The Assembly of the Republic is a unicameral body composed of 230 deputies. Elected by universal suffrage according to a system of proportional representation, deputies serve terms of office of 4 years, unless the president dissolves the assembly and calls for new elections. The national Supreme Court is the court of last appeal. Military, administrative, and fiscal courts are designated as separate court categories. A nine-member Constitutional Tribunal reviews the constitutionality of legislation.

The Azores and Madeira Islands have constitutionally mandated autonomous status. A regional autonomy statute promulgated in 1980 established the Government of the Autonomous Region of the Azores; the Government of the Autonomous Region of Madeira operates under a provisional autonomy statute in effect since 1976. Continental Portugal is divided into 18 districts, each headed by a governor appointed by the Minister of Internal Administration.

Government Type: republic; parliamentary democracy

Capital: Lisbon -  2.808 million (2009)

Other Major Cities:  Porto 1.344 million (2009)

Administrative divisions: 18 districts (distritos, singular - distrito) and 2 autonomous regions* (regioes autonomas, singular - regiao autonoma);

  1. Lisboa (Lisbon)
  2. Leiria
  3. Santarem
  4. Setubal
  5. Beja
  6. Faro
  7. Evora
  8. Portalegre
  9. Castelo Branco
  10. Guarda
  11. Coimbra
  12. Aveiro
  13. Viseu
  14. Braganca
  15. Vila Real
  16. Porto
  17. Braga
  18. Viana do Castelo

    Acores (Azores)*
    Madeira*

Independence Date:  1143 (Kingdom of Portugal recognized); 5 October 1910 (republic proclaimed)


Source: Wikimedia Commons

Legal System:   Portugal accepts compulsory International Court of Justice (ICJ) jurisdiction; and accepts International criminal court (ICCt) jurisdiction

International Environmental Agreements

Portugal is party to international agreements on: Air Pollution, Biodiversity, Climate Change, Climate Change-Kyoto Protocol, Desertification, Endangered Species, Hazardous Wastes, Law of the Sea, Marine Dumping, Marine Life Conservation, Ozone Layer Protection, Ship Pollution, Tropical Timber 83, Tropical Timber 94, Wetlands, and Whaling. It has signed, but not ratified international agreements on: Air Pollution-Persistent Organic Pollutants, Air Pollution-Volatile Organic Compounds, and Environmental Modification.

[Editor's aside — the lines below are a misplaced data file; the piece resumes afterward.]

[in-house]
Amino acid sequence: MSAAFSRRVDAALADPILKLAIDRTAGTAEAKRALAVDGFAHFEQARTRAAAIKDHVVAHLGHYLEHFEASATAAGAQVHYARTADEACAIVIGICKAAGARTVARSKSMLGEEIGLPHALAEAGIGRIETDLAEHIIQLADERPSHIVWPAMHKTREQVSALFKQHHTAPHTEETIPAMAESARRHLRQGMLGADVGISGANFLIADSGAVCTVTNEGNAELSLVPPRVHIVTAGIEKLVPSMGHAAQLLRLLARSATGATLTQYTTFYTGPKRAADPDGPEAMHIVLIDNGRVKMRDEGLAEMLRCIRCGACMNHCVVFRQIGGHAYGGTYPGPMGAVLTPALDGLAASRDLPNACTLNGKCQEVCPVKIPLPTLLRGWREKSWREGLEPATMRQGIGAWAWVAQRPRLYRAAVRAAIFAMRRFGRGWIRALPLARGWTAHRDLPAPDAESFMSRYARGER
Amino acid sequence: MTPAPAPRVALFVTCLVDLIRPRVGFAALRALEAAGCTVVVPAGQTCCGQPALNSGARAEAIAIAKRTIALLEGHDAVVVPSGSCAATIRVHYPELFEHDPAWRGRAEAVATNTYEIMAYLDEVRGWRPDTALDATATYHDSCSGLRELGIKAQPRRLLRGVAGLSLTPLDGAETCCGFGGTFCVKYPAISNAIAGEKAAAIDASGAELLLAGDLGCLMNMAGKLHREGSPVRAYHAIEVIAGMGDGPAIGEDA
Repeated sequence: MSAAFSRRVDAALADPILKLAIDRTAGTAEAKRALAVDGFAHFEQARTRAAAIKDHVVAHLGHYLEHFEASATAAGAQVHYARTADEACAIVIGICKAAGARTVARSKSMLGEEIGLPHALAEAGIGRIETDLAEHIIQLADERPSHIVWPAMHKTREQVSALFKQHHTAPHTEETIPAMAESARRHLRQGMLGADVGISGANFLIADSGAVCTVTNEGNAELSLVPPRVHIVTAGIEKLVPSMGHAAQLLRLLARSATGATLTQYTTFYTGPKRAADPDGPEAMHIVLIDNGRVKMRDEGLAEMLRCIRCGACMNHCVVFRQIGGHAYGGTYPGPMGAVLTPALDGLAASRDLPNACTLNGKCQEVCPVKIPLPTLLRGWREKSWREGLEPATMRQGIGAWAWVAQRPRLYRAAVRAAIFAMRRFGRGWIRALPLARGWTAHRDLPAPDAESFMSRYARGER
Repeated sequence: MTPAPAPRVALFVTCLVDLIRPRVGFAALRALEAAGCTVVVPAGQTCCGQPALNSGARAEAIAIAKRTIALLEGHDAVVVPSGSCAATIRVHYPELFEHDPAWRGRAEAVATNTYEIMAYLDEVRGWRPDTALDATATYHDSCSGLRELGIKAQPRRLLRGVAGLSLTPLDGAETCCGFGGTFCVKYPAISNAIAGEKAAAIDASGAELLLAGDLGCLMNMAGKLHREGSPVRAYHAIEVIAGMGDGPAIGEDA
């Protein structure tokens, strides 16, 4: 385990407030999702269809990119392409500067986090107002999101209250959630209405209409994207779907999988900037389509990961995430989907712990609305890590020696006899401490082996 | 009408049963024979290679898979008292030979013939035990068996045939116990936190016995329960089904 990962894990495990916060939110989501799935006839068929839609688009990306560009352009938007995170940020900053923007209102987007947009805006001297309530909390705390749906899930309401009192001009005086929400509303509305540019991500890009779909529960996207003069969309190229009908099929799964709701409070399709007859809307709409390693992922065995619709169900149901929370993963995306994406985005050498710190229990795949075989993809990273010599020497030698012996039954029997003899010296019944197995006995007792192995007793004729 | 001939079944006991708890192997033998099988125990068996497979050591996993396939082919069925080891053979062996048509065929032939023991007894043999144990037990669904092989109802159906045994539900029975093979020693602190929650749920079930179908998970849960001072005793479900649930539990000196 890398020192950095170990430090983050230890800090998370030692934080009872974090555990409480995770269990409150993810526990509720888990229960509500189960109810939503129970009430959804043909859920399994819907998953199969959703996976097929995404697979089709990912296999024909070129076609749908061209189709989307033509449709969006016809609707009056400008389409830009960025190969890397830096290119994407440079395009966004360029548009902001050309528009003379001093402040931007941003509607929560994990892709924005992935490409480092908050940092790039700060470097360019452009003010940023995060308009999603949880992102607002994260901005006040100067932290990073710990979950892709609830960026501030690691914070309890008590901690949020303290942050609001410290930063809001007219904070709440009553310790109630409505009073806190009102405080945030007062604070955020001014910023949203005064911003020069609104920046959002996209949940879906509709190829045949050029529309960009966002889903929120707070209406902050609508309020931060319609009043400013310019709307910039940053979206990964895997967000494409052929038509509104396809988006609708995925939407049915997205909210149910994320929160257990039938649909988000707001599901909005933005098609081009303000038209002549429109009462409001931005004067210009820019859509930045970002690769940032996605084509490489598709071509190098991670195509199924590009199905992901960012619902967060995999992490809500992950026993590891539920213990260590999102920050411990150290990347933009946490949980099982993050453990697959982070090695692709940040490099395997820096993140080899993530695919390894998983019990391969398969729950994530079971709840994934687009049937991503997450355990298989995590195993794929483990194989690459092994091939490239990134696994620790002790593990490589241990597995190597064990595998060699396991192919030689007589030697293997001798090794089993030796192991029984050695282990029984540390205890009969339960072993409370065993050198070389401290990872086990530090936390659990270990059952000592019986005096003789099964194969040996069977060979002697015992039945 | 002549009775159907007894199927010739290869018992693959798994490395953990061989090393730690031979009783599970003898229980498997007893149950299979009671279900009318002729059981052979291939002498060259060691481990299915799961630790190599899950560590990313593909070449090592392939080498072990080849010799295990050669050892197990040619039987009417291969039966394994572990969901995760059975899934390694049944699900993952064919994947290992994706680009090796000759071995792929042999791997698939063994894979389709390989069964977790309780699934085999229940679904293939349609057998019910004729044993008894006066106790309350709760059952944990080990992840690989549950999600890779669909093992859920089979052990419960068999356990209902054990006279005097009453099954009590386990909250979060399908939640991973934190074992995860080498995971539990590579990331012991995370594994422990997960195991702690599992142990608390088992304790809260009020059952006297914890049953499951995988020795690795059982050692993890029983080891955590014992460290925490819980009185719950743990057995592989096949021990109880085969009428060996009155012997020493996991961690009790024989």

Water

Total Renewable Water Resources: 73.6 cu km (2005)

Freshwater Withdrawal11.09 cu km/yr (10% domestic, 12% industrial, 78% agricultural)

Per Capita Freshwater Withdrawal: 1,056 cu m/yr (1998)

Agriculture

Agricultural products: grain, potatoes, tomatoes, olives, grapes; sheep, cattle, goats, pigs, poultry, dairy products; fish

Irrigated Land: 5,840 sq km (2008)

Resources

Natural Resources: fish, forests (cork), iron ore, copper, zinc, tin, tungsten, silver, gold, uranium, marble, clay, gypsum, salt, arable land, hydropower

Land Use:

arable land: 17.29%
permanent crops: 7.84%
other: 74.87% (2005)

Economy

Portugal has become a diversified and increasingly service-based economy since joining the European Community - the EU's predecessor in 1986.

Over the past two decades, successive governments have privatized many state-controlled firms and liberalized key areas of the economy, including the financial and telecommunications sectors.

The country qualified for the Economic and Monetary Union (EMU) in 1998 and began circulating the euro on 1 January 2002 along with 11 other EU members.

GDP per capita stands at roughly two-thirds of the EU-27 average.

A poor educational system and a rigid labor market have been obstacles to greater productivity and growth.

Portugal also has been increasingly overshadowed by lower-cost producers in Central Europe and Asia as a destination for foreign direct investment.

Portugal's low competitiveness, low growth prospects, and high levels of public debt have made it vulnerable to bond market turbulence.

In recent years, however, Portugal has suffered from sluggish to negative growth, a ballooning budget deficit, and low productivity and competitiveness, which, exacerbated by the onset of the euro zone debt crisis, led to record-high spreads on sovereign debt and downgrades in credit ratings. On May 3, 2011, Portugal’s Socialist caretaker government reached agreement with the European Commission, European Central Bank, and International Monetary Fund (IMF)--“the troika”--on a €78 billion (approx. $111 billion), 3-year bailout package that required Portugal to implement comprehensive austerity measures, including privatization of state-owned enterprises and measures to reform its labor market and justice sector. The package was approved by EU and euro zone finance ministers in mid-May. The new PSD-led government of Prime Minister Coelho took office in June 2011. The troika has given the Portuguese Government high marks for its implementation of the agreement, while identifying gaps and areas for improvement. Although workers have organized protests and strikes to oppose austerity measures, demonstrations have been relatively nonviolent. Nevertheless, Portugal’s economic future depends heavily on wider euro zone developments.